GROTON, Conn. — Every Monday, 63-year-old Rob Lawrence cooks for 100 people.

He “shops” at the Gemma E. Moran United Way/Labor Food Center, takes what he finds there and combines it with food from Groton Human Services, and starts cooking at 2:30 p.m. at the Groton Senior Center.

At 6 p.m., he and other volunteers with Groton Community Meals serve 90 to 125 people at the soup kitchen.

Lawrence, of Ledyard, has not missed a Monday cooking since Groton Community Meals began in September 2014.

“I like the idea of feeding people and helping,” said Lawrence, who served in the Navy from 1972 until 1978. “Because, as you know, there’s a lot of people who can really use a meal.”

The soup kitchen has served an estimated 13,200 meals.

“Even when we give him the night off, he still comes in,” said volunteer Beverly Washington, describing Lawrence.

He has a degree in food service management from Three Rivers Community College and once owned a restaurant called the Sea Breeze Delicatessen in Texas. But he’s a pipefitter by trade.

“Cooking’s my first love, but you can’t make a living on it,” he said, turning over coals to cook last week.

He worked in pipefitting from the 1970s until about four years ago, after having back surgery. He picked up a piece of steel the wrong way, and the injury worsened and caught up with him, he said.

Doctors repaired his back and placed rods in it, but Lawrence still hoists boxes of carrots, potatoes and onions to bring to the soup kitchen. He takes a cart along to make things easier, since he can’t carry a load heavier than 30 pounds.

“Luckily, this injury didn’t hurt my standing abilities,” he said, and puffed on a cigar while taking a short break. He’d baked duck and lamb last week but wanted to add some flavor to the lamb. So he fired up a grill behind the senior center and debated whether some mesquite wood and an aluminum tent would do the trick.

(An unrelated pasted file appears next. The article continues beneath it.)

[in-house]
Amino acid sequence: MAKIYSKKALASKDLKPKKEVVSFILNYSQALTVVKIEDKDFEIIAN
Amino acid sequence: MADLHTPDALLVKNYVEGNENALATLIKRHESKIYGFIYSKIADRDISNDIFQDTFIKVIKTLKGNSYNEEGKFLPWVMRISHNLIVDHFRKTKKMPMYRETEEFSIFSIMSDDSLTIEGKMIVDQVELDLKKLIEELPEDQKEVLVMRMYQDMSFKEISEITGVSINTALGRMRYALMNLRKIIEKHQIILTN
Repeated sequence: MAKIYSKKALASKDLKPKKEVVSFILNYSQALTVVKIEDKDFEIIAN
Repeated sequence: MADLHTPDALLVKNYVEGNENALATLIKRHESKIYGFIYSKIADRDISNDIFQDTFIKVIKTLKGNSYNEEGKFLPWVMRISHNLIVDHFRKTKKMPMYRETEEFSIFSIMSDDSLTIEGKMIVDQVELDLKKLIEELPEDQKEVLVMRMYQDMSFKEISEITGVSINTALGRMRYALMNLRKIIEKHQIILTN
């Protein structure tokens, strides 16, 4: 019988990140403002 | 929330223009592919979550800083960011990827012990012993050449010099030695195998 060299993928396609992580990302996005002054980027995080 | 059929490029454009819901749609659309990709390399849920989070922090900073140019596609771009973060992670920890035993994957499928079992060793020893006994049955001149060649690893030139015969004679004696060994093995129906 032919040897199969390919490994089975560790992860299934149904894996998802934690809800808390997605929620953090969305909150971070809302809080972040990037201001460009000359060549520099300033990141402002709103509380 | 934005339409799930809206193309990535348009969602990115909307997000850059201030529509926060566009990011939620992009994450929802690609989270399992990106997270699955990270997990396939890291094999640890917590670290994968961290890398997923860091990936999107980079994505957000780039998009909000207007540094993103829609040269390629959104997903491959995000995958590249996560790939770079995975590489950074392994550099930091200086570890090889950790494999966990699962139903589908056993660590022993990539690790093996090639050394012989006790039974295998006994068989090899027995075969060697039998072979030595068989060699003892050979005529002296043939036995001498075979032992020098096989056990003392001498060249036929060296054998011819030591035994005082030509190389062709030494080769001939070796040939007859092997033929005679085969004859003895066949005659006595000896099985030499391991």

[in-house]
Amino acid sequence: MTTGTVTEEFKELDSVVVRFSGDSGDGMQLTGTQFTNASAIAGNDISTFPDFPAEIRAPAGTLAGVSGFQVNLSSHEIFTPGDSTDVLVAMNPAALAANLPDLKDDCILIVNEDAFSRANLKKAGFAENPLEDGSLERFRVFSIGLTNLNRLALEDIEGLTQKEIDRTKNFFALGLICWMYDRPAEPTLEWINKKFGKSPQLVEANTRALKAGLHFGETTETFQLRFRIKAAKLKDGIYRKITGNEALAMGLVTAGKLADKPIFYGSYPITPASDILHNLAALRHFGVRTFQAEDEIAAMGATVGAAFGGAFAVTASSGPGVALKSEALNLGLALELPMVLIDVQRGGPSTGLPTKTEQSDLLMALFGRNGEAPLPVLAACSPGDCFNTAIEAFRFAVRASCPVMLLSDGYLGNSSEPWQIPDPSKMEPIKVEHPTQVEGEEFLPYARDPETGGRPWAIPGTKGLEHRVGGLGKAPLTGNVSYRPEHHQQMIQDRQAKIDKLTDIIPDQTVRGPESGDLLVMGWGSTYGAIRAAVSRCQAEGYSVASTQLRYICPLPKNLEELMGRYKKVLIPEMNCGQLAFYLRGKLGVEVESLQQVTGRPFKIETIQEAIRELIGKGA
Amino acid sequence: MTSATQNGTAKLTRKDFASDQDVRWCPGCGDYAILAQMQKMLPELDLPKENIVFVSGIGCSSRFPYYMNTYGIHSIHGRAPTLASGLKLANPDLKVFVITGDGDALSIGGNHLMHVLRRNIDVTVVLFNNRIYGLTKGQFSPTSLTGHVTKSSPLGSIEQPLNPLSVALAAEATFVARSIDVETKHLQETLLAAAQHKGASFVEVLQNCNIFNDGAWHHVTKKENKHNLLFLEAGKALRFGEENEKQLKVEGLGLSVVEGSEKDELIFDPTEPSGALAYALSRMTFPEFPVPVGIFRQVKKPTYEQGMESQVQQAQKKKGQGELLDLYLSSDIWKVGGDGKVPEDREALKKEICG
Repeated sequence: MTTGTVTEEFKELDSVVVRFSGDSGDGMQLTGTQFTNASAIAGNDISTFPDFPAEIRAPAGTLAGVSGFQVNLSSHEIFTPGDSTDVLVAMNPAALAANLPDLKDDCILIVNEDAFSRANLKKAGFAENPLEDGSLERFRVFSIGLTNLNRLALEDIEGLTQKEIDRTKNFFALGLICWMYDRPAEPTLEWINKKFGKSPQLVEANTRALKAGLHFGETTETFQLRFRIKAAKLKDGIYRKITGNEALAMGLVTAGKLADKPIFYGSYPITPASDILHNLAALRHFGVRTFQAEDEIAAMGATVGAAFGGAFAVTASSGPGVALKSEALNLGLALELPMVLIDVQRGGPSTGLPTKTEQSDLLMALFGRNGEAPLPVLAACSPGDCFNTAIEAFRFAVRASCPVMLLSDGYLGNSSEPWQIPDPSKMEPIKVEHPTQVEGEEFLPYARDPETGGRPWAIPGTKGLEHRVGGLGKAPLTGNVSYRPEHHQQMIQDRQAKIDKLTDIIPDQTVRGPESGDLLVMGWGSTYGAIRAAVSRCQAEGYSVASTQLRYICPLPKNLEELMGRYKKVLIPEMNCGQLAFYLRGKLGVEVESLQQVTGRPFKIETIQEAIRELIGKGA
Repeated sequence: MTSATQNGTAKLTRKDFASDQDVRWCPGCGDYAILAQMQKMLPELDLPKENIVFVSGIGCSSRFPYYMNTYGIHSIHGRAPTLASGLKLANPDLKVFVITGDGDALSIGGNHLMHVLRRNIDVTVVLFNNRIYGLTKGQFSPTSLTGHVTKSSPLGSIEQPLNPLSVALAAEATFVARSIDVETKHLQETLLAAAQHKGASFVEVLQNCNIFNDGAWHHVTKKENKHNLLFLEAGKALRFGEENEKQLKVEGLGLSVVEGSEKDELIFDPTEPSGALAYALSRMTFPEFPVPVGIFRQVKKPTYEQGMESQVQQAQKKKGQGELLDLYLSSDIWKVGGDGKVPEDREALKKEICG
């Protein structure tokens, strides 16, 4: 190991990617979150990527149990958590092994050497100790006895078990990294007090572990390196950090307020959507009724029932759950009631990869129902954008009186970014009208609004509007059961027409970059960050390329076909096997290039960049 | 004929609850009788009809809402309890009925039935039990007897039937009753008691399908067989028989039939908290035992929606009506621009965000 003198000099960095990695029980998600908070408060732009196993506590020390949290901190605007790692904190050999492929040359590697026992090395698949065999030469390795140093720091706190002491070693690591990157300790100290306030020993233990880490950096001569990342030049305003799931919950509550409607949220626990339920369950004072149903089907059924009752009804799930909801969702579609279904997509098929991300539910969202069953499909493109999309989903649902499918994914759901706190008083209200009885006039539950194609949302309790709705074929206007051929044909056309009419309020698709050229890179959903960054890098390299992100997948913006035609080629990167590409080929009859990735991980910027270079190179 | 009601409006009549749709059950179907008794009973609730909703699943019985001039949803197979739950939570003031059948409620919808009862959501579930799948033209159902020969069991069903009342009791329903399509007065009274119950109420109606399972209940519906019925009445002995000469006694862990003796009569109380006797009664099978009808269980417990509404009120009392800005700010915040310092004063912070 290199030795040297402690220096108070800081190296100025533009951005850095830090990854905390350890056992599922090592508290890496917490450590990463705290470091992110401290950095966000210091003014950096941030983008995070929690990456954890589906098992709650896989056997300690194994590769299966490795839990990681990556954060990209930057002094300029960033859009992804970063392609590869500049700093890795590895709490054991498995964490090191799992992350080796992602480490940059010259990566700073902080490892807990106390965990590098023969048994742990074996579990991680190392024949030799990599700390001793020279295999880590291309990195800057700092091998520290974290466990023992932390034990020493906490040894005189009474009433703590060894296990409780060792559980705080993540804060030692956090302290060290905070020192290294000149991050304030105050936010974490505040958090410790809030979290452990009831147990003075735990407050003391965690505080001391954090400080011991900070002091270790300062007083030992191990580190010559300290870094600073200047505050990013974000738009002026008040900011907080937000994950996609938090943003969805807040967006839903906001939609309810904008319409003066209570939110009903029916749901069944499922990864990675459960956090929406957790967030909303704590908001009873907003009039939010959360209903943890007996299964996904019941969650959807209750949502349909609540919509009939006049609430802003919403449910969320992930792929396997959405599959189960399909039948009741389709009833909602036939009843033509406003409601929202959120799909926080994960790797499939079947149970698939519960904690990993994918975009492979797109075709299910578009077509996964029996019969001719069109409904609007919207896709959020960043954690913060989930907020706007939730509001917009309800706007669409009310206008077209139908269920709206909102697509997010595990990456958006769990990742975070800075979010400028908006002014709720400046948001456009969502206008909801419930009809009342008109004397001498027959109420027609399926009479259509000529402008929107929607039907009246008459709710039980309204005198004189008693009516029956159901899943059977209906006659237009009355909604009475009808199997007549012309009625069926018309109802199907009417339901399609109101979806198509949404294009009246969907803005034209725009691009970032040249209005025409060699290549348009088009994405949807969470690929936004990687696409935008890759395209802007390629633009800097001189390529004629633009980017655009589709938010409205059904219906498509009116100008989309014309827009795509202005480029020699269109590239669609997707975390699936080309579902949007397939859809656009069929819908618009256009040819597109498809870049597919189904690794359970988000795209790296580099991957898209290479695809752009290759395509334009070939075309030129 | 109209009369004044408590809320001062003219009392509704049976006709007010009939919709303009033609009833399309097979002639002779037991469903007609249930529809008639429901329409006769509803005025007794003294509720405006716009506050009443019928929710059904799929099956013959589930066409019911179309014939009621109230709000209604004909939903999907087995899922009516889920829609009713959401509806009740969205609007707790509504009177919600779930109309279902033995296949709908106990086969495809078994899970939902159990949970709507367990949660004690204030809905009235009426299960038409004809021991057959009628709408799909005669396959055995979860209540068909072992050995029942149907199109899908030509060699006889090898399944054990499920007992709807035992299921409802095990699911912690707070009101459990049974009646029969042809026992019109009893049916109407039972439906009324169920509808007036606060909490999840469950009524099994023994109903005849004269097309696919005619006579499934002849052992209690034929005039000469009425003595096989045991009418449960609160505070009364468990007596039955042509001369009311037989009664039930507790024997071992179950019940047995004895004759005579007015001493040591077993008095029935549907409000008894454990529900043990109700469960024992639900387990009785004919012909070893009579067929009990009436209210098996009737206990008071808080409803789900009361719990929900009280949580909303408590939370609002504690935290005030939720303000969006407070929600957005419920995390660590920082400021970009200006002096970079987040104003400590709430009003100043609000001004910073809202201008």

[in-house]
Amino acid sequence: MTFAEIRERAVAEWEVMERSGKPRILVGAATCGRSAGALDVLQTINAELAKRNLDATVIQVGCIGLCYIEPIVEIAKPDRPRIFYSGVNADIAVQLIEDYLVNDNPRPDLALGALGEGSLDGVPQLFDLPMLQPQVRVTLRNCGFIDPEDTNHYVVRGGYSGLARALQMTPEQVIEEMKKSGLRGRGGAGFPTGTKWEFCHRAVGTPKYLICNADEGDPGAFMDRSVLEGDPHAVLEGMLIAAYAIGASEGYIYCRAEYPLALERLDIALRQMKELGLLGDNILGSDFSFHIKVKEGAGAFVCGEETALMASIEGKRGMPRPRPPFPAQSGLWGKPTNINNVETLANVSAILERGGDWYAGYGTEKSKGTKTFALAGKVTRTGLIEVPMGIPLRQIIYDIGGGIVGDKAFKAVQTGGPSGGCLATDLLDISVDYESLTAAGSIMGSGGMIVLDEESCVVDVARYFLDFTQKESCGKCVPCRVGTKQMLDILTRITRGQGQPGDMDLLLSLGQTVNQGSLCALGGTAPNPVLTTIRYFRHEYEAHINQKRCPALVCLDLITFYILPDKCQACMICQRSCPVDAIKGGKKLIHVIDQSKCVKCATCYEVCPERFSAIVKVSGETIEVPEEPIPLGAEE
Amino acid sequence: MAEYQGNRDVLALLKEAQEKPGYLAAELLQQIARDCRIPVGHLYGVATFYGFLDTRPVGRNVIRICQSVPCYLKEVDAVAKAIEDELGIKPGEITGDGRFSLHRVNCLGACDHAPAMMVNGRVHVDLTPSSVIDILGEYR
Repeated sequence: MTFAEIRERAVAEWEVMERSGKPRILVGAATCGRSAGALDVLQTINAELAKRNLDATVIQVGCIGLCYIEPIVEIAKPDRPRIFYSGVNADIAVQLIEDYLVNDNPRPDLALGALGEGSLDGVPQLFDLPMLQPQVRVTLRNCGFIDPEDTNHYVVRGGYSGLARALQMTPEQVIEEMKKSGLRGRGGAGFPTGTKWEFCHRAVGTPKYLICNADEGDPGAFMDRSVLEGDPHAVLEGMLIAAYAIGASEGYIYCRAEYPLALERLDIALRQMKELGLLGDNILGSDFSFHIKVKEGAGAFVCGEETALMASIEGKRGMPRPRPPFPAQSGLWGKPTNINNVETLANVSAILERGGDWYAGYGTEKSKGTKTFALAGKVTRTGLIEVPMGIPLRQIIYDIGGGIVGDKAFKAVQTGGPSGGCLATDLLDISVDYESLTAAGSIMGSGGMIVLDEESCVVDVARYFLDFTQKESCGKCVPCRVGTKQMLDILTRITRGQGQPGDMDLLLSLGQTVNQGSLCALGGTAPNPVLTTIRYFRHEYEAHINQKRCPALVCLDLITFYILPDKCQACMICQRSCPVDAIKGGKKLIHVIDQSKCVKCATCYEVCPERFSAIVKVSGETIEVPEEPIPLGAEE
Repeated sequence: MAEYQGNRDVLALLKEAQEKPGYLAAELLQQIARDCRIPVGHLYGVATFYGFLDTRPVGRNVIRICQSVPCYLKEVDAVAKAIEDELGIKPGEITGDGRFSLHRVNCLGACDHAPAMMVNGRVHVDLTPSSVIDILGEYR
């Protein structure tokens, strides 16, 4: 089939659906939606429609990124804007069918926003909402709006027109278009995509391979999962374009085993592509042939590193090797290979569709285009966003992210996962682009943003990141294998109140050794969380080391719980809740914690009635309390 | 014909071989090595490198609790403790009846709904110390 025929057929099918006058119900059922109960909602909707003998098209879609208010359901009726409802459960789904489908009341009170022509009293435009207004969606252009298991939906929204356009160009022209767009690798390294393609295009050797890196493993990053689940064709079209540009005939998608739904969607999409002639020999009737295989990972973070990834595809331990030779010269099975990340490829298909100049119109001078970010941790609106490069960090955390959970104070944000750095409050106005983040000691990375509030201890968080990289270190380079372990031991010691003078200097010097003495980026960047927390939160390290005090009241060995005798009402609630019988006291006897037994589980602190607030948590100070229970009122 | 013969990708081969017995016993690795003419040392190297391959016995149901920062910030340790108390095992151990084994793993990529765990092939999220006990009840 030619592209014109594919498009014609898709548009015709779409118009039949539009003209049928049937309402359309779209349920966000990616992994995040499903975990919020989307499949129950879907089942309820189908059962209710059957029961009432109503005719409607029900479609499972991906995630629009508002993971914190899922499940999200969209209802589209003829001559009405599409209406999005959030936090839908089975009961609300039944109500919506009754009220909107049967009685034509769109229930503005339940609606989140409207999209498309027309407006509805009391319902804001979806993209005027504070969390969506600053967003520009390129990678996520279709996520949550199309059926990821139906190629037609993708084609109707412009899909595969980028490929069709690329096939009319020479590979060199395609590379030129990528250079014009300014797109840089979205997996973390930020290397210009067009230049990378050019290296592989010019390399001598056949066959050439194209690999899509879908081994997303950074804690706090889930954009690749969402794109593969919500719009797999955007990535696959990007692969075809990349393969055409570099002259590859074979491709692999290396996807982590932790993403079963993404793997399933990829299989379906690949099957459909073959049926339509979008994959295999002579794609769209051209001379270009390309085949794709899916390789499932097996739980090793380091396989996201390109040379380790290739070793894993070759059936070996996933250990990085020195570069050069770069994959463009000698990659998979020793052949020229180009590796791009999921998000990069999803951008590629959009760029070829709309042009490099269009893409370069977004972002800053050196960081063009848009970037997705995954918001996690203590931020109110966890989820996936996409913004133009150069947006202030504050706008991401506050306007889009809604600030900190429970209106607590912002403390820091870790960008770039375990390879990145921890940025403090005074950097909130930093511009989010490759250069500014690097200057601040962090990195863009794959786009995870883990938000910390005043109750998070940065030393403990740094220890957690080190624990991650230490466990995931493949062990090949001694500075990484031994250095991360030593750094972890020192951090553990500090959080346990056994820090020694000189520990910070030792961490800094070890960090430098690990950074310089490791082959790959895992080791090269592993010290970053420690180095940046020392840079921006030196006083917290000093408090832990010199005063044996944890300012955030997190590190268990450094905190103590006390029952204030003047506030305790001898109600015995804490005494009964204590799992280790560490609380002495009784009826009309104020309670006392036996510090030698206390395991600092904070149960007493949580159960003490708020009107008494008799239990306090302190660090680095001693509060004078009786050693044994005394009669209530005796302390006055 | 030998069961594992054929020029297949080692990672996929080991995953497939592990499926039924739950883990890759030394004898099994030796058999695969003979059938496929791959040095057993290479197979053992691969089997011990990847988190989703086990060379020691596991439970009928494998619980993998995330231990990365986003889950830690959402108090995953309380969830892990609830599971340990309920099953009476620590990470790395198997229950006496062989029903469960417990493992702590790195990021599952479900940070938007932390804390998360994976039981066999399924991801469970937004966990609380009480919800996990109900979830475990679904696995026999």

“I just want to get a little smoke on them,” he said.

If he could, he’d run an even larger soup kitchen, he said. He’d cook chicken, rice and beans for the masses.

Lawrence’s birthday was on May 22, a Monday. He didn’t tell his fellow volunteers, and showed up to cook, as always. His colleagues figured it out after he arrived.

“We have a good time,” said Doug Mansfield, who makes soup from scratch alongside Lawrence on Mondays. “We’re all like-minded. We all want to do something — pay it back to the rest of humanity. We take pride in the fact that what we do is appreciated.”

People who eat at Groton Community Meals know Lawrence and Mansfield by name.

“Never have they put out a bad meal,” said David Brink, who eats there weekly. “They even come out and ask us how it is, is everything up to par, did you have enough to eat?”

Sometimes, a volunteer will check in with Brink, put a hand on his shoulder and ask how he is. He’s grateful for the thoughtfulness, he said.

Marge Fondulas, director of Groton Human Services, said Lawrence wears his “heart on his sleeve” when it comes to a cause he believes in.

“Rob is such a good man with a kind and good heart, and he deserves to be recognized for his dedicated volunteer work,” she said. Lawrence offered to help the day he heard about the soup kitchen.

“He was good to his word,” Fondulas said, “and it’s because of his hard work, skills and dedication that (Groton Community Meals) has been the success it is.”


Online: http://bit.ly/2riRXFd


Information from: The Day, http://www.theday.com

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DEBORAH STRASZHEIM
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